Upon entry into the compplex you will find many buildings with various significance The main building the Migjed Janraisig built in 1911 is quite large and the interior holds A huge buddist statue that stands nearly 27 meters tall is made from copper and is plated with gold..The original statue was destroyed in 1938 by the communists along with around 900 monasteries buildings and temples while they supressed the religionand jailed or killed the monks.
The exhibits here about Mongolia's flora and fauna are exquisite and very comprehensive. There are many history and geography lessons to be learnt in this museum as well. I discovered quite a few things here in this museum.
The most impressive display must be the complete dinosaur skeletons found in the Gobi Desert - the meat-eating Tarbosaurus, 15m tall and weighing 5 tons and the plant-eating Saurolophus, 8m tall.
The museum is old and a little dingy but it has that old museum smell and atmosphere. Very nice.
The museum contains very interesting exhibits of, what else, Mongolian History.
The ground floor displays the cultural items related to Mongolia, the ger, farming implements, horse saddles, musical instruments, items related to Buddhism.
The second floor is wonderful. It contains the traditional costumes and head-gears from the various minority groups of Mongolia. All very interesting.
The third floor is, to me, a little boring, mainly historical photos, documents, etc...
Better to spend more time at the first two floors at the visual displays.
The Bogd Khaan Palace Museum, located 30 minutes walk from the centre of Ulaanbaatar, comprises of two parts: The temple area with some temples and pagodas - and the winter residence/palace of the last Bogd Khaan of Mongolia (named Javzandamba), who lived there for 20 years.
The palace compound was built between 1893 and 1903, but was nearly destroyed during the communist campaign in the 1930s. Bogd Khaan had three other palaces – and they were all destroyed – but for unknown reason, the winter palace was spared.
The place is now a museum and we went through the exhibitions. There were a huge collection of gifts from foreign visitors - and a even bigger collection of some of the private belongings of Bogd Khaan and his wife. We also visited some of the temple buildings and saw a collection of Buddhist arts. IMO the old buildings were the most interesting...
If you want to take photos in the museum you must pay an extra fee.
The Natural History Museum is the oldest public museum in Mongolia - established in 1924. The museum is large and contains exhibits about geology, geography, flora, fauna, palaeontology, and anthropology.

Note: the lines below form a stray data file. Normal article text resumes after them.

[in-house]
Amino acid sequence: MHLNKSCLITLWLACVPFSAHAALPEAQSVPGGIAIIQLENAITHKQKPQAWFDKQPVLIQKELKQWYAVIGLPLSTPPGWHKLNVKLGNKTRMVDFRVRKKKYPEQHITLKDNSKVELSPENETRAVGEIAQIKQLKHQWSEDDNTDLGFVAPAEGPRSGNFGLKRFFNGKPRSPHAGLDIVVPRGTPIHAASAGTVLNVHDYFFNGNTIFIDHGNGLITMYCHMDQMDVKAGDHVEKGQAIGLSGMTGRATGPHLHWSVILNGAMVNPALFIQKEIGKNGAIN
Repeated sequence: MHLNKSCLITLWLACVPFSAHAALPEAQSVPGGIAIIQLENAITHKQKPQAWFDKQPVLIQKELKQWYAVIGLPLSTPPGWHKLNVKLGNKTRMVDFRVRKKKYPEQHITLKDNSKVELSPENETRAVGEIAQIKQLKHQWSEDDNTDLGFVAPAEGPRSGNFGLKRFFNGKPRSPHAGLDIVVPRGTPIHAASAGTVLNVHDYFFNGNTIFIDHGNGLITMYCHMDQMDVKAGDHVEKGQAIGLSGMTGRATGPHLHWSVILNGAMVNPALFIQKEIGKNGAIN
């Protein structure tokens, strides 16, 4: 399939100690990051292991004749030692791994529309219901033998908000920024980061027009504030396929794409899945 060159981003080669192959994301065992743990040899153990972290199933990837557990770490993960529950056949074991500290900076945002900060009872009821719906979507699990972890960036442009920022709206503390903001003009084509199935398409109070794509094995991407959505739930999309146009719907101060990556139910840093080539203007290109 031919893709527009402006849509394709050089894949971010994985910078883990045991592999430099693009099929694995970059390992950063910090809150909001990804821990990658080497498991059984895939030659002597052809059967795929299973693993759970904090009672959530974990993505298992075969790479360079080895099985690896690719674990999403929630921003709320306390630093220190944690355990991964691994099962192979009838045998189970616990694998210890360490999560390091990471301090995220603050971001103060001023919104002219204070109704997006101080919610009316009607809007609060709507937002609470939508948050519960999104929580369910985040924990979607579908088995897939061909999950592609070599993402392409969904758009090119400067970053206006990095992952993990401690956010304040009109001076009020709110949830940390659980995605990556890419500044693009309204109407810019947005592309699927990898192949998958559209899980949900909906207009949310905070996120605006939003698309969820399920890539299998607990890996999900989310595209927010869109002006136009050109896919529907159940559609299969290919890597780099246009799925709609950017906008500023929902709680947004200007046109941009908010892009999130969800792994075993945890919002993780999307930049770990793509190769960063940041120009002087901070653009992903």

There is a large section with stuffed animals, birds and fish – but the most impressive and interesting are the two (nearly?) complete dinosaur skeletons found in the Gobi Desert. It is not every day you see a 15-meter long carnivorous Tarbosaurus or an 8-meter long Saurolophus… Quite interesting…
If you want to take photos in the museum you must pay an extra fee.
Gandantegchinlen Khiid (short name: Gandan) is Mongolia's largest and most important monastery. It is a Tibetan-style monastery and the Tibetan name means "Great Place of Complete Joy".
The construction of the monastery began in 1830s, but it was nearly destroyed during the communist campaign in the 1930s. Hundreds of monasteries throughout Mongolia were destroyed, and monks were killed or imprisoned. Temples were also destroyed here at Gandan - and other temples and buildings were used to house Russian officials - or as stables for their horses! In 1944 the monastery was, however, reopened, but under the strict supervision of the Communist government. After the democratic revolution in 1990, Gandan has been restored and revitalized - and there are currently about 150 active monks in the beautiful monastery.
IMO the most beautiful temple is Migjed Janraisig, which is honouring Janraisig (the Bodhisattva of Compassion). There used to be an old statue of Migjed Janraisig inside the temple, but it was also destroyed by the communists in the 1930s. The statue is now replaced by a new one, completed in 1996, made of copper, gilded in gold, and stands impressive 26.5 metres.
A must see in Ulaanbaatar.
The Terelj National Park has two famous rock formations named for the things they look like: The Turtle Rock (Melkhii Khad) and the Old Man Reading a Book (Praying Lama Rock).
It's easy to see why the Turtle Rock is called the Turtle Rock, but you have to look a little closer to see the old man reading a book...
It's possible to climb the Turtle Rock, but we didn't do it.